In yet another relaxation in stringent provisions of the amended Motor Vehicles Act (MVA), the Gujarat government on Wednesday relaxed compulsory helmet rule in areas under municipal corporations and municipalities, but the headgear will remain mandatory for two-wheeler riders on highways and in rural areas.
The decision to make wearing of helmets voluntary for two-wheeler riders was taken by the state cabinet after the government received many representations against the compulsory headgear rule under the Act, which was amended by Parliament a few months ago.
The cabinet has decided to make rule of wearing a helmet voluntary in the limits of municipal corporations and municipalities of the state, transport minister R C Faldu told reporters in Gandhinagar after the cabinet meeting.
"The decision was taken after many deliberations as the government had received representations to relax the rule in city limits. However, wearing helmets will be compulsory on highways and rural areas, he added.
The relaxation in the rule means police would not be able to fine offenders who are not wearing helmets in city limits of Gujarat while riding two-wheelers.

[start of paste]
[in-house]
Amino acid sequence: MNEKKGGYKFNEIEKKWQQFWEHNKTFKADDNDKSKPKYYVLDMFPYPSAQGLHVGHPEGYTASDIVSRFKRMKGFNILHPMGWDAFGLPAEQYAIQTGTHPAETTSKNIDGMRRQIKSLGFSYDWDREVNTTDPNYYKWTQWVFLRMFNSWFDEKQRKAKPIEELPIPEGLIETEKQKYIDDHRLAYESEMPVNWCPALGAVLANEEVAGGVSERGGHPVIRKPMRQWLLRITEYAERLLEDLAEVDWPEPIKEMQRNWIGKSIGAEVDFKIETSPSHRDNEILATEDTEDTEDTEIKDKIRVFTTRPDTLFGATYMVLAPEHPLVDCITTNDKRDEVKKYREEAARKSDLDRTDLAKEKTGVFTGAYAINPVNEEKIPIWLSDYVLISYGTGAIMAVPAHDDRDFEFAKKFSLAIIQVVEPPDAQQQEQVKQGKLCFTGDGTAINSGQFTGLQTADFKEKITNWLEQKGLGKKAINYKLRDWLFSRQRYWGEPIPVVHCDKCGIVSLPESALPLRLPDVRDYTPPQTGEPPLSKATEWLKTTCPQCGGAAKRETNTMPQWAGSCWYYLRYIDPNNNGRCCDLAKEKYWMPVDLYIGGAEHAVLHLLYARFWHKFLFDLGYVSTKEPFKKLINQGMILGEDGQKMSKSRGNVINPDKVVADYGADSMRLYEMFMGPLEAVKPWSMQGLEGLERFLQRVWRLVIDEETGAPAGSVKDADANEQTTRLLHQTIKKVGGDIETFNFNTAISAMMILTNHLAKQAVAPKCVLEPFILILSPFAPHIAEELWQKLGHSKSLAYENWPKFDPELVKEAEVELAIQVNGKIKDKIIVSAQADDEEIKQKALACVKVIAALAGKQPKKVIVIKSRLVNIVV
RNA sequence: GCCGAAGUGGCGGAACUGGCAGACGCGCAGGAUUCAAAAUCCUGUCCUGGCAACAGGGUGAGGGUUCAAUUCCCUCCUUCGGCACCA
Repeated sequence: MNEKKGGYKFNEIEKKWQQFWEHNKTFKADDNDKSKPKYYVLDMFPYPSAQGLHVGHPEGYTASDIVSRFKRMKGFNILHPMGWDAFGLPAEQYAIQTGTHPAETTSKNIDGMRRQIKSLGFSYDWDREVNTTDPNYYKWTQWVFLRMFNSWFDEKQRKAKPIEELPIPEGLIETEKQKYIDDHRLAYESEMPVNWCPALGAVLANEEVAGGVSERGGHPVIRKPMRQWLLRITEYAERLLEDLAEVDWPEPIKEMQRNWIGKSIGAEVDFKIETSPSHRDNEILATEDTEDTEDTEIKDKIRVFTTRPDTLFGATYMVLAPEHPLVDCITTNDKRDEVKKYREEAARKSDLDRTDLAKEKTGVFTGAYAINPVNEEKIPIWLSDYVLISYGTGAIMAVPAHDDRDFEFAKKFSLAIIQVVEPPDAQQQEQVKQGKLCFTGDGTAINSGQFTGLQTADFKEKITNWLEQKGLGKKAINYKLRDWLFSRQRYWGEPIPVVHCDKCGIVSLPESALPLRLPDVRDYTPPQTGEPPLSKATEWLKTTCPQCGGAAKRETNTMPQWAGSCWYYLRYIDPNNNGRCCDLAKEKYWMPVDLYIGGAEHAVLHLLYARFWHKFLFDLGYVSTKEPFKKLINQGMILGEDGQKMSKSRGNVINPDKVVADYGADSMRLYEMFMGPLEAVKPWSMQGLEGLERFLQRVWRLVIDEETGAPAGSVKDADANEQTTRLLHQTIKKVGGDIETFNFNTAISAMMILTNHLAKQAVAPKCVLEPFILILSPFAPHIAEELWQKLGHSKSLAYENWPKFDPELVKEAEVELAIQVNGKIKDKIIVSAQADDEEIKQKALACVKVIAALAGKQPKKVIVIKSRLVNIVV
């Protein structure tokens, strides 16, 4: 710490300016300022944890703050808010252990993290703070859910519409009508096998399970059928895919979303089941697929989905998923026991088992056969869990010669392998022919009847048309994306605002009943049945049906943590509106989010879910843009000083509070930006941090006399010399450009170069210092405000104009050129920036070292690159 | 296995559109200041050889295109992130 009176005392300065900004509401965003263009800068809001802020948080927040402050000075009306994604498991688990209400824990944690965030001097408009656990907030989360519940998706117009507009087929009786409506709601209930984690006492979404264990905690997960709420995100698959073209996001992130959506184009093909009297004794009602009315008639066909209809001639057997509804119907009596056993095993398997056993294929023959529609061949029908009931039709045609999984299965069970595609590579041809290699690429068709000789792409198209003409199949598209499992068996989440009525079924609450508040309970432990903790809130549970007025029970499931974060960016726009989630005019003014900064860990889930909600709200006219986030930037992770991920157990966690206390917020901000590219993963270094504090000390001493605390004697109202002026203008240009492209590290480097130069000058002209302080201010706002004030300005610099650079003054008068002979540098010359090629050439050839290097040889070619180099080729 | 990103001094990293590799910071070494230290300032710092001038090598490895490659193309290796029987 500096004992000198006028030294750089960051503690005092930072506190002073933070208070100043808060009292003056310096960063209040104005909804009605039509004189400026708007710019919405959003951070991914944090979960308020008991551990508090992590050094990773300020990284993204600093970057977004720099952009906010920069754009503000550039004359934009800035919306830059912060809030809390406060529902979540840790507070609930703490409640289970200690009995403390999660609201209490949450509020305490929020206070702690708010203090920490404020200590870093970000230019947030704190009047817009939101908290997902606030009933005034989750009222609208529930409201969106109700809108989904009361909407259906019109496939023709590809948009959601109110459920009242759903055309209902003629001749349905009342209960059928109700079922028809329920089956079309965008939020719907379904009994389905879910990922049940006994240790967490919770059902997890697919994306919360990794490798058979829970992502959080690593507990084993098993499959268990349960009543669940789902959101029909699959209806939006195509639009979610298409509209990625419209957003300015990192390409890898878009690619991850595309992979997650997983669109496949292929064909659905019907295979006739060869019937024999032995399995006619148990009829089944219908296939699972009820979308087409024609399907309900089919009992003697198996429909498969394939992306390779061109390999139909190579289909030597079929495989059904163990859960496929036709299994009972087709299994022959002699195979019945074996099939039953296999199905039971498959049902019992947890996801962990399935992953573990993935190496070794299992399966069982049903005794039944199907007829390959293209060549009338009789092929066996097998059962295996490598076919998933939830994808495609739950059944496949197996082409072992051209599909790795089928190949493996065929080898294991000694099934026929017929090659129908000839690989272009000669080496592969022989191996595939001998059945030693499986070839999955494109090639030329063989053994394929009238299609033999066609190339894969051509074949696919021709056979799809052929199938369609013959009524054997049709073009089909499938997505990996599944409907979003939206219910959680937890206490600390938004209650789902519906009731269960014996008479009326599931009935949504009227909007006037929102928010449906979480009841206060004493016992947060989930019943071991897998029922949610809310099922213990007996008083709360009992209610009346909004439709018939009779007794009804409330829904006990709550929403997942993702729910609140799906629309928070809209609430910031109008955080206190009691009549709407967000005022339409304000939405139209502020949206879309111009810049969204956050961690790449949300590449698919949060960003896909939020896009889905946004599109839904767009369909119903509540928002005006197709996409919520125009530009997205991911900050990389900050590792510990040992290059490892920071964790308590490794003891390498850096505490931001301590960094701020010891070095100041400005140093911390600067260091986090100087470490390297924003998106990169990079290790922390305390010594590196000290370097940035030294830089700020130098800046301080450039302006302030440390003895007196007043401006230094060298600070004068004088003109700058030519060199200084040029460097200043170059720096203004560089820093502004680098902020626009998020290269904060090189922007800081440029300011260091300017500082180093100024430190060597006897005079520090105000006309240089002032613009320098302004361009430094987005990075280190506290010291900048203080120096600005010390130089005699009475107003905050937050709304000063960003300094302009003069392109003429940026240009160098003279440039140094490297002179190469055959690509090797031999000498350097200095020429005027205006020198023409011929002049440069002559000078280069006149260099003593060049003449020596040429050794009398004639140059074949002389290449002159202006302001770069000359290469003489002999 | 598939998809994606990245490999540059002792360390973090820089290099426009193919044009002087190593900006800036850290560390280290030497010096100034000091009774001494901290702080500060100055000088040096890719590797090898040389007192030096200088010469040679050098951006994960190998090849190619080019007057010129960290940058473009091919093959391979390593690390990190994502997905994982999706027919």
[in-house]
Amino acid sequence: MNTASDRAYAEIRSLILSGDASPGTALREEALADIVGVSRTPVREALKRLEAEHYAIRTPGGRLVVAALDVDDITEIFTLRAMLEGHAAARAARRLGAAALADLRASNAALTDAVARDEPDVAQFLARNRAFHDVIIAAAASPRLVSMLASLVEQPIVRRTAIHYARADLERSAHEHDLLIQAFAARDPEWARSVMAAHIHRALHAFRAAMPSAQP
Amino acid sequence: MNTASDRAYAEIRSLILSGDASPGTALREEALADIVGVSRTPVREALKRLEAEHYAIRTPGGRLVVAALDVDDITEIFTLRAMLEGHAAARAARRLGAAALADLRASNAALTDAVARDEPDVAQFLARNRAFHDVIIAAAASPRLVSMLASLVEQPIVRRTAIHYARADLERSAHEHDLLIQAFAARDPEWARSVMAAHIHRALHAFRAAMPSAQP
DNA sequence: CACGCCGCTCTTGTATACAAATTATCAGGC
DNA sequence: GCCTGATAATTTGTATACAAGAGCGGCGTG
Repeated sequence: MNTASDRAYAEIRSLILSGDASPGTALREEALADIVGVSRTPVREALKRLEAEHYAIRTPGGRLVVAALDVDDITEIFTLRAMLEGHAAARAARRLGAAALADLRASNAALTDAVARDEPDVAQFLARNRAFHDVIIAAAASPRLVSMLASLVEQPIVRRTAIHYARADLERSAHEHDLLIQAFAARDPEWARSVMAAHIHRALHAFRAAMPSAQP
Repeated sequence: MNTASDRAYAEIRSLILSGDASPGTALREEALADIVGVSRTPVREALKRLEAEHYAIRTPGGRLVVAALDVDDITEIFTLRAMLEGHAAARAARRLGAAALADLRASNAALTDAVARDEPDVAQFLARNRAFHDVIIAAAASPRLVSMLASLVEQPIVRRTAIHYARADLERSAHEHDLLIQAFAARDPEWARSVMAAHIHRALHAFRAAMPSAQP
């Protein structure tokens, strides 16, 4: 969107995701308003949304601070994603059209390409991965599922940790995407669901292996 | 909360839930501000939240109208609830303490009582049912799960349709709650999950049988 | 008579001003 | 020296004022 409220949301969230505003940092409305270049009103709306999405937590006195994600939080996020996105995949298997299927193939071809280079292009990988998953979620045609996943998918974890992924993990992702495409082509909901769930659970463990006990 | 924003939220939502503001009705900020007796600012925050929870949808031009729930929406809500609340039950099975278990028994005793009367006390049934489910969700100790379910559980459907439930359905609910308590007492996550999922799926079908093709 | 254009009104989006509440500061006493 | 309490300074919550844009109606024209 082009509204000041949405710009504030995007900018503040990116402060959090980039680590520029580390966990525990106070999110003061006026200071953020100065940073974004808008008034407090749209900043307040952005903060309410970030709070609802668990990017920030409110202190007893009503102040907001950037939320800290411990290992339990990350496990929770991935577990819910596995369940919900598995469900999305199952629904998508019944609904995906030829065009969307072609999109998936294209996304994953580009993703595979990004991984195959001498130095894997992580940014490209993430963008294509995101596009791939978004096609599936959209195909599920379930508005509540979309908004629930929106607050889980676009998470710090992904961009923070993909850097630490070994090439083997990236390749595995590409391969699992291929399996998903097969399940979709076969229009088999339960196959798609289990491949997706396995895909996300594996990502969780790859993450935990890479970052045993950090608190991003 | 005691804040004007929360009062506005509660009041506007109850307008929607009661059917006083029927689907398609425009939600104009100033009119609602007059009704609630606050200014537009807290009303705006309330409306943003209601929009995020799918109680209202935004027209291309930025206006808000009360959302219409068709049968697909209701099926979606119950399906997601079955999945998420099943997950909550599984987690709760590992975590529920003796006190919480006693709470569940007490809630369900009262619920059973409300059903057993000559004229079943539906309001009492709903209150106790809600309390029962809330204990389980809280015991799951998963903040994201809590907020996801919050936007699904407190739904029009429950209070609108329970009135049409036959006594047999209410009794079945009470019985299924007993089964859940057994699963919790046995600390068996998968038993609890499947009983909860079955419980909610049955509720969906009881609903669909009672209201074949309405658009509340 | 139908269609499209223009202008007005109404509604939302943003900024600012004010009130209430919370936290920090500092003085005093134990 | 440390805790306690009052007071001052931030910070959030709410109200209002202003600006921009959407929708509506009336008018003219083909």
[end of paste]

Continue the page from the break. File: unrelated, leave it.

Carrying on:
The amended MVA had effected hefty increase in fines for traffic offences in an attempt to check accidents and improve road safety in the country.
The hefty fines imposed on traffic violations under the new Act had caused an uproar in public and several states had protested against the norms.
The BJP government in Gujarat was first to relax fines suggested in the new MVA.
As per the governments notification issued at that time, the fine for driving without helmet was fixed at ₹500 instead of ₹1,000 in the new Act.
In the same way, the fine for not wearing seat belt was reduced from ₹1,000 to ₹500 in Gujarat. Also, penalty for three people riding a two-wheeler was slashed from ₹1,000 to just ₹100.
Similarly, the state had reduced penalties for traffic offences like driving without licence and insurance documents, riding a polluting vehicle, driving under the influence of alcohol and not giving way to emergency vehicles, among others.
Defending the amended Act, Union transport minister Nitin Gadkari had said new norms have been introduced to curb road accidents and save lives of people.
This story has been published from a wire agency feed without modifications to the text.